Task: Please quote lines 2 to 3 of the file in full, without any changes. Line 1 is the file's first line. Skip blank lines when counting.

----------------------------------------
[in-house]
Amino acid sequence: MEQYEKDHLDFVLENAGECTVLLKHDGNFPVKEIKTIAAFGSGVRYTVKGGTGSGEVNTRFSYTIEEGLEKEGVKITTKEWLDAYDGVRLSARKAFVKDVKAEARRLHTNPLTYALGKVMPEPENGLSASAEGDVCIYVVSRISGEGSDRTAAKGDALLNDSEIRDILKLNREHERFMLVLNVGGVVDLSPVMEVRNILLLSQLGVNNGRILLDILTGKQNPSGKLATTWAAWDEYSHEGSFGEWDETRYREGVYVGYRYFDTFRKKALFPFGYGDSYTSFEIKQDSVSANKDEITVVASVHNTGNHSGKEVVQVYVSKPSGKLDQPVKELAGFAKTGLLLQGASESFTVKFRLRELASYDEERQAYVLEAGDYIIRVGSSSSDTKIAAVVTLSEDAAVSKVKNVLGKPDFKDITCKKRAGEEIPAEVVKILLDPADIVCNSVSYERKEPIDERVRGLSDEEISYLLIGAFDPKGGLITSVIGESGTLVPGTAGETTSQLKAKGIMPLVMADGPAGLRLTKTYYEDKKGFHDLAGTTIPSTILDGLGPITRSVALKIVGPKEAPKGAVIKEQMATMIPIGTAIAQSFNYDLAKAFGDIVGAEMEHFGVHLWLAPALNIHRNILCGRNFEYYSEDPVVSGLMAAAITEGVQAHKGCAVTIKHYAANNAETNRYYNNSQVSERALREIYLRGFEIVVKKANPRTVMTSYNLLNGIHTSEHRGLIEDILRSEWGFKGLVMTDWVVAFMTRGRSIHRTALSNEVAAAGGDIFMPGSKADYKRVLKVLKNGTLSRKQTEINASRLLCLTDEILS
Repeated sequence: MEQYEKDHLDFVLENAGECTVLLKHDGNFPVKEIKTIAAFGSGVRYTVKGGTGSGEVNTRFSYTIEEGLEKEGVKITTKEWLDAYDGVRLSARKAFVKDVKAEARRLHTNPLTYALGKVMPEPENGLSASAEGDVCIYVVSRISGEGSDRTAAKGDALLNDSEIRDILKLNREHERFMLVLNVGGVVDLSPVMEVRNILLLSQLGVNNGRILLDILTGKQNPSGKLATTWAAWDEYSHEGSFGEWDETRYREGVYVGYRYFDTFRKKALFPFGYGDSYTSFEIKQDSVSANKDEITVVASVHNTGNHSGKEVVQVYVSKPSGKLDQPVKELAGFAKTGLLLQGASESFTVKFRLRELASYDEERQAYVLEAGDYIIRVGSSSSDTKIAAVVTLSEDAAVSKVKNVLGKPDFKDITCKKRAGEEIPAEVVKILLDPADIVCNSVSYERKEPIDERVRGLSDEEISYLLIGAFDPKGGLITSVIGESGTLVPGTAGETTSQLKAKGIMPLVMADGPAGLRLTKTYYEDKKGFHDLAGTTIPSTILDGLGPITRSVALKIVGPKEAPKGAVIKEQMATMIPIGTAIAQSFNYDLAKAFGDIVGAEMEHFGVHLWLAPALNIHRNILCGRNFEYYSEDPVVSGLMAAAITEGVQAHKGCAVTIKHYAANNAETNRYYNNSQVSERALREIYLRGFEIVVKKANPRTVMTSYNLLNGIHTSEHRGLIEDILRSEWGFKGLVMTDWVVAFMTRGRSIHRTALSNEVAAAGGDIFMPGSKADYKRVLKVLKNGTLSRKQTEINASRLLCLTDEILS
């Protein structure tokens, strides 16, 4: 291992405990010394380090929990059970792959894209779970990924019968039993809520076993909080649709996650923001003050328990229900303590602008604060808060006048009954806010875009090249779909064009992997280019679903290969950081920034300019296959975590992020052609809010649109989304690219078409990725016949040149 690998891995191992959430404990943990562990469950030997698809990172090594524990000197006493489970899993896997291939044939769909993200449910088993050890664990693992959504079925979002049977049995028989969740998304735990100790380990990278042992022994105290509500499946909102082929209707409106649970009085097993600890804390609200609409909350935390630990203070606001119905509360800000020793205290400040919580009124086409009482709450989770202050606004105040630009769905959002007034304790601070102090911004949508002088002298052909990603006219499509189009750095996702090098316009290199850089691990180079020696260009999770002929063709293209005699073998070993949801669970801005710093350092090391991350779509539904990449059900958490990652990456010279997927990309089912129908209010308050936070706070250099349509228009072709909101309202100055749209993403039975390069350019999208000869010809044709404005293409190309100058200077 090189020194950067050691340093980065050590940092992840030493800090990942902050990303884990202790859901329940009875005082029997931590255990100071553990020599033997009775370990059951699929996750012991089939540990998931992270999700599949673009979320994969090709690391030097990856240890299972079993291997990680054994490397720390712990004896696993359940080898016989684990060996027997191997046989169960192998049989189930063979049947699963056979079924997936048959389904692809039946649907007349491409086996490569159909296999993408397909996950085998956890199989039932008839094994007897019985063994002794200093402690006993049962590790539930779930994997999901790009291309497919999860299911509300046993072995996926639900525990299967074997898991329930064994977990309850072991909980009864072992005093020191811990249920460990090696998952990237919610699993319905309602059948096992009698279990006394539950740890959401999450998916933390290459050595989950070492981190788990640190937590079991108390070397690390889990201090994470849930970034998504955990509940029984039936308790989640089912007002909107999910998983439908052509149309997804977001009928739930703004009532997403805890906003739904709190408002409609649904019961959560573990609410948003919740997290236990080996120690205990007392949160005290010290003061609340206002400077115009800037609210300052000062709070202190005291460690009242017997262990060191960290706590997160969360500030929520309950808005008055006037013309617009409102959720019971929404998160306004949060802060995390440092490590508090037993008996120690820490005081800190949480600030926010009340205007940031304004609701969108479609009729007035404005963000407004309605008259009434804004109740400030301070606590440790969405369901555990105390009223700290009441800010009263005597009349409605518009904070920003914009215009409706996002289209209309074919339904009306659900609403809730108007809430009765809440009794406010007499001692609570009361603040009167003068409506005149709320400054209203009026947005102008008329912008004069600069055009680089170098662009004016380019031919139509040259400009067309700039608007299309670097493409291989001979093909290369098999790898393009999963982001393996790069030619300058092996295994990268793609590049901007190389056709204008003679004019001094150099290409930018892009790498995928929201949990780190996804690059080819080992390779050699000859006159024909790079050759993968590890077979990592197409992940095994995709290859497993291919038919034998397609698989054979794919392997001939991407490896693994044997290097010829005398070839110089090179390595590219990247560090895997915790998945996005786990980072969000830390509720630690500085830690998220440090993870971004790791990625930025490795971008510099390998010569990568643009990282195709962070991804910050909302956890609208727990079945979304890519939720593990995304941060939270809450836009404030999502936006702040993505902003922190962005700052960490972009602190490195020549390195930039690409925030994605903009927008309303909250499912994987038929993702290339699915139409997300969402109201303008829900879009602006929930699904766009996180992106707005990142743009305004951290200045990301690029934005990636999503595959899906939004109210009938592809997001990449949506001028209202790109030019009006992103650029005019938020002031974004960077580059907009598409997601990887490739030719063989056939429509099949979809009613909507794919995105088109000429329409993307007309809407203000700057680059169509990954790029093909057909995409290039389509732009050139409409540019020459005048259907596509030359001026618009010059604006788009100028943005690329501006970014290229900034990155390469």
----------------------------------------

Amino acid sequence: MEQYEKDHLDFVLENAGECTVLLKHDGNFPVKEIKTIAAFGSGVRYTVKGGTGSGEVNTRFSYTIEEGLEKEGVKITTKEWLDAYDGVRLSARKAFVKDVKAEARRLHTNPLTYALGKVMPEPENGLSASAEGDVCIYVVSRISGEGSDRTAAKGDALLNDSEIRDILKLNREHERFMLVLNVGGVVDLSPVMEVRNILLLSQLGVNNGRILLDILTGKQNPSGKLATTWAAWDEYSHEGSFGEWDETRYREGVYVGYRYFDTFRKKALFPFGYGDSYTSFEIKQDSVSANKDEITVVASVHNTGNHSGKEVVQVYVSKPSGKLDQPVKELAGFAKTGLLLQGASESFTVKFRLRELASYDEERQAYVLEAGDYIIRVGSSSSDTKIAAVVTLSEDAAVSKVKNVLGKPDFKDITCKKRAGEEIPAEVVKILLDPADIVCNSVSYERKEPIDERVRGLSDEEISYLLIGAFDPKGGLITSVIGESGTLVPGTAGETTSQLKAKGIMPLVMADGPAGLRLTKTYYEDKKGFHDLAGTTIPSTILDGLGPITRSVALKIVGPKEAPKGAVIKEQMATMIPIGTAIAQSFNYDLAKAFGDIVGAEMEHFGVHLWLAPALNIHRNILCGRNFEYYSEDPVVSGLMAAAITEGVQAHKGCAVTIKHYAANNAETNRYYNNSQVSERALREIYLRGFEIVVKKANPRTVMTSYNLLNGIHTSEHRGLIEDILRSEWGFKGLVMTDWVVAFMTRGRSIHRTALSNEVAAAGGDIFMPGSKADYKRVLKVLKNGTLSRKQTEINASRLLCLTDEILS
Repeated sequence: MEQYEKDHLDFVLENAGECTVLLKHDGNFPVKEIKTIAAFGSGVRYTVKGGTGSGEVNTRFSYTIEEGLEKEGVKITTKEWLDAYDGVRLSARKAFVKDVKAEARRLHTNPLTYALGKVMPEPENGLSASAEGDVCIYVVSRISGEGSDRTAAKGDALLNDSEIRDILKLNREHERFMLVLNVGGVVDLSPVMEVRNILLLSQLGVNNGRILLDILTGKQNPSGKLATTWAAWDEYSHEGSFGEWDETRYREGVYVGYRYFDTFRKKALFPFGYGDSYTSFEIKQDSVSANKDEITVVASVHNTGNHSGKEVVQVYVSKPSGKLDQPVKELAGFAKTGLLLQGASESFTVKFRLRELASYDEERQAYVLEAGDYIIRVGSSSSDTKIAAVVTLSEDAAVSKVKNVLGKPDFKDITCKKRAGEEIPAEVVKILLDPADIVCNSVSYERKEPIDERVRGLSDEEISYLLIGAFDPKGGLITSVIGESGTLVPGTAGETTSQLKAKGIMPLVMADGPAGLRLTKTYYEDKKGFHDLAGTTIPSTILDGLGPITRSVALKIVGPKEAPKGAVIKEQMATMIPIGTAIAQSFNYDLAKAFGDIVGAEMEHFGVHLWLAPALNIHRNILCGRNFEYYSEDPVVSGLMAAAITEGVQAHKGCAVTIKHYAANNAETNRYYNNSQVSERALREIYLRGFEIVVKKANPRTVMTSYNLLNGIHTSEHRGLIEDILRSEWGFKGLVMTDWVVAFMTRGRSIHRTALSNEVAAAGGDIFMPGSKADYKRVLKVLKNGTLSRKQTEINASRLLCLTDEILS